Take Action: How utilities can expedite solar interconnection applications

Take Action

ASTI Newsletter | August 2014 Edition | By Thomas Yurysta

 

As the solar industry continues to grow rapidly, utilities across the country are experiencing an increased volume of applications for distributed generation (DG) interconnection. To cope with this new workload, many utilities have created multiple tracks, or “levels”, for interconnection and have adopted simple screening procedures to determine which track an application will follow. Solar Roadmap Goal I4 advocates for this leveled approach to processing applications, which allows utilities to reduce the workload on their engineering staff and provides the industry with a more transparent process.

 

Most utilities that utilize this approach have two to four separate levels for interconnection. A common trend within most screening procedures is a breakpoint for the first level at 10kW. Systems below this 10 kW, which account for over 90% of all residential systems, are eligible for the most streamlined interconnection review. This process usually involves a brief fill-in-the-blank application form, a single line diagram, a reduced fee amount, and processing times capped at two weeks or less.

 

The concept of separating applications in multiple tracks was originally deployed by FERC in their Small Generator Interconnection Procedures (SGIP) published in 2005. The SGIP describes the procedures that must be followed when connecting the generator to utility lines under FERC jurisdiction. The standards include provisions for three levels of interconnection: a “10kW inverter process”, a “Fast Track Process” for systems up to 2MW, and a “Study Process” for systems up to 20MW. A standard set of technical screens is used to determine whether a generator qualifies for each level.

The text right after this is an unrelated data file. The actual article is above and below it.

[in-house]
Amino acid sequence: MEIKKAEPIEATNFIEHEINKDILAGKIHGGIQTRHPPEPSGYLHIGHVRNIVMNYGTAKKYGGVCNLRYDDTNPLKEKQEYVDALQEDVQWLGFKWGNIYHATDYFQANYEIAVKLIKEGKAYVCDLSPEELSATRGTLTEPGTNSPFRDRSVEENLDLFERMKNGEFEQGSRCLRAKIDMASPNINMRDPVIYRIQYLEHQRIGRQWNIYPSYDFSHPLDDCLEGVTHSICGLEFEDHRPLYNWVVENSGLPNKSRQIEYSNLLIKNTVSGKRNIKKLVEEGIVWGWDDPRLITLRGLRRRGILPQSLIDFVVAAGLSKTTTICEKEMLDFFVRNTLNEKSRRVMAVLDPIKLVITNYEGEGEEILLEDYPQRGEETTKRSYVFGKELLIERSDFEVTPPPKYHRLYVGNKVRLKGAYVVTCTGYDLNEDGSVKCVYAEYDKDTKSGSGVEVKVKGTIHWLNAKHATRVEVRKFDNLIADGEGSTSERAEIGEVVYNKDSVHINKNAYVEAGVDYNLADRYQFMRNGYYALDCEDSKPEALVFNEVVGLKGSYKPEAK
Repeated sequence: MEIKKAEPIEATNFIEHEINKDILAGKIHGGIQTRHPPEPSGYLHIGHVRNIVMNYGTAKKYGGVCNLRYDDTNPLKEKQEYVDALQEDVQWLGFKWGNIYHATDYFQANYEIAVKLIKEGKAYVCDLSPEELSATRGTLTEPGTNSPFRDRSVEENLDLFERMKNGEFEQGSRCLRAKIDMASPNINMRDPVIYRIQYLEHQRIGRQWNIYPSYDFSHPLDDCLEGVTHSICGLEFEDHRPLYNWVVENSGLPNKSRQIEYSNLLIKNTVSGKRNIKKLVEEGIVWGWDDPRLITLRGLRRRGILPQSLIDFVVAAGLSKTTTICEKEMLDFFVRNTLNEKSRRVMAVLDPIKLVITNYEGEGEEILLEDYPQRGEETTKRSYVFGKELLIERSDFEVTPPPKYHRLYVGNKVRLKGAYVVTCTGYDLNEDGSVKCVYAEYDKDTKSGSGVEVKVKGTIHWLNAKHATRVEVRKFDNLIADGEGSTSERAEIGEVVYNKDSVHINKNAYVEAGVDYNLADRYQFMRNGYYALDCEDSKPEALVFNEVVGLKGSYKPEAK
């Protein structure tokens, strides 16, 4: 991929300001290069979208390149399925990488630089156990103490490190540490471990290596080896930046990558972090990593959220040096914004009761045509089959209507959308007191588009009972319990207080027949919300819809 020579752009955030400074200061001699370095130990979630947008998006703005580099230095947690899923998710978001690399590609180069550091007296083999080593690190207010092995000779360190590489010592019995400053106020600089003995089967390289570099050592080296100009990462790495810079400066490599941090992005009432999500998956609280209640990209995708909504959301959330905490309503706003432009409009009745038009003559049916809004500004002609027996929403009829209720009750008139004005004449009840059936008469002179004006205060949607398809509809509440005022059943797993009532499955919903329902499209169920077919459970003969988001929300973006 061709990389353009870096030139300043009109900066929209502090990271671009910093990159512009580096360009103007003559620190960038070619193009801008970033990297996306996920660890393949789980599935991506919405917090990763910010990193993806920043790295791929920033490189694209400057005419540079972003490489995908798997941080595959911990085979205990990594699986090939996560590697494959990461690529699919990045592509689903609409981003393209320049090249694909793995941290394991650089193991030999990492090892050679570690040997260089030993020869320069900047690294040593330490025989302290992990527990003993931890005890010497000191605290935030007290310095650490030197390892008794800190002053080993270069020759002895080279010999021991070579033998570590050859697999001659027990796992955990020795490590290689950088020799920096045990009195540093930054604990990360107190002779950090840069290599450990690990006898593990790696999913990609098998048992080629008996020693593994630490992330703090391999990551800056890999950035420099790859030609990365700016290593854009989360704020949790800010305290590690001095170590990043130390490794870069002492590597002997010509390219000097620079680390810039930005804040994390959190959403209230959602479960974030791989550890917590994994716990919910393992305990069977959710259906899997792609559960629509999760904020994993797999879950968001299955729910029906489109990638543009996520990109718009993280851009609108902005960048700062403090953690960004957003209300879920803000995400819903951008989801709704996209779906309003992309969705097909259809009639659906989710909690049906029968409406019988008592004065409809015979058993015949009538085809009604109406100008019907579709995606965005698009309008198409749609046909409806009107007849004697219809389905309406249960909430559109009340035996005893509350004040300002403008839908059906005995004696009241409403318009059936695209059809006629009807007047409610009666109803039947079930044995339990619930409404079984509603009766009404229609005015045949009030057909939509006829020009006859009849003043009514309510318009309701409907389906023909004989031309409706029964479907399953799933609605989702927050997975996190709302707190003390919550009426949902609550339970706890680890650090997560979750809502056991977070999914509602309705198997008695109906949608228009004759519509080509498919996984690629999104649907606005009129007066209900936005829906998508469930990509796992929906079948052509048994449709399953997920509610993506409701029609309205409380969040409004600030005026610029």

Many utilities have followed a similar approach. Commonwealth Edison Company (ComEd), serving 3.8 million customers in Northern Illinois, has a progressive system for handling generator connections to their distribution system. ComEd has divided interconnection into four levels, with breakpoints at 10kW, 2MW, and 10MW. The level 1 process is for inverter-based systems under 10kW using lab-certified equipment. If a system passes the screens, the level 1 review has a low fee of $50, quicker turnaround times, and a simplified application form.

 

In Hawaii, where some islands have seen close to 5% of customers producing on site power, the Hawaiian Electric Company (HECO) has advanced screening procedures for dealing with the high volume of applications. HECO rule 14 establishes an ‘Initial Technical Review’, a set of 9 screens which a system must satisfy to qualify for simplified interconnection. The screens relate to the circuit type and existing quantity of DG on the circuit along with technical specs on the PV system. This has allowed HECO to continue processing applications efficiently, even as the DG capacity approaches 100% of daytime minimum load on many circuits.

 

Solar Roadmap Goal I4, “Streamline the Process for Qualifying Systems”, contains these examples and other resources to help our participating utilities follow suit. Contact the ASTI team if your utility would like to receive free technical assistance on this topic, or receive your own customized Solar Roadmap with suggestions on how to become more solar ready.

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